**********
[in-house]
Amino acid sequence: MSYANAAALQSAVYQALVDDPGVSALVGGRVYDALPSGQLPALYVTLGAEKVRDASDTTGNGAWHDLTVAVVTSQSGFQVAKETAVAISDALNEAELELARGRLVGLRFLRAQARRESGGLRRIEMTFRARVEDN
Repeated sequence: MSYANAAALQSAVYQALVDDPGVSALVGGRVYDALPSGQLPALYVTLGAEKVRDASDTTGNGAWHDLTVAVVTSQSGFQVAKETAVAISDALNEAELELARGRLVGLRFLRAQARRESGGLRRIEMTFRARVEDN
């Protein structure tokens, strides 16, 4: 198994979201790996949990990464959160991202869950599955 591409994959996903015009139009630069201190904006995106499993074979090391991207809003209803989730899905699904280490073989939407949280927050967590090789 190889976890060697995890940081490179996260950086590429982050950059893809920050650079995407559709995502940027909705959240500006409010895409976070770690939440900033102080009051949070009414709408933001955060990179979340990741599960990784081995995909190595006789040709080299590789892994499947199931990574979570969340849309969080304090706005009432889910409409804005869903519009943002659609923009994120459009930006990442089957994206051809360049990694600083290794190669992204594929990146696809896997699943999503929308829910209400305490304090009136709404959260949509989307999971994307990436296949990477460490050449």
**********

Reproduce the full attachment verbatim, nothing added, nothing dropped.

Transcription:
[in-house]
Amino acid sequence: MSYANAAALQSAVYQALVDDPGVSALVGGRVYDALPSGQLPALYVTLGAEKVRDASDTTGNGAWHDLTVAVVTSQSGFQVAKETAVAISDALNEAELELARGRLVGLRFLRAQARRESGGLRRIEMTFRARVEDN
Repeated sequence: MSYANAAALQSAVYQALVDDPGVSALVGGRVYDALPSGQLPALYVTLGAEKVRDASDTTGNGAWHDLTVAVVTSQSGFQVAKETAVAISDALNEAELELARGRLVGLRFLRAQARRESGGLRRIEMTFRARVEDN
């Protein structure tokens, strides 16, 4: 198994979201790996949990990464959160991202869950599955 591409994959996903015009139009630069201190904006995106499993074979090391991207809003209803989730899905699904280490073989939407949280927050967590090789 190889976890060697995890940081490179996260950086590429982050950059893809920050650079995407559709995502940027909705959240500006409010895409976070770690939440900033102080009051949070009414709408933001955060990179979340990741599960990784081995995909190595006789040709080299590789892994499947199931990574979570969340849309969080304090706005009432889910409409804005869903519009943002659609923009994120459009930006990442089957994206051809360049990694600083290794190669992204594929990146696809896997699943999503929308829910209400305490304090009136709404959260949509989307999971994307990436296949990477460490050449």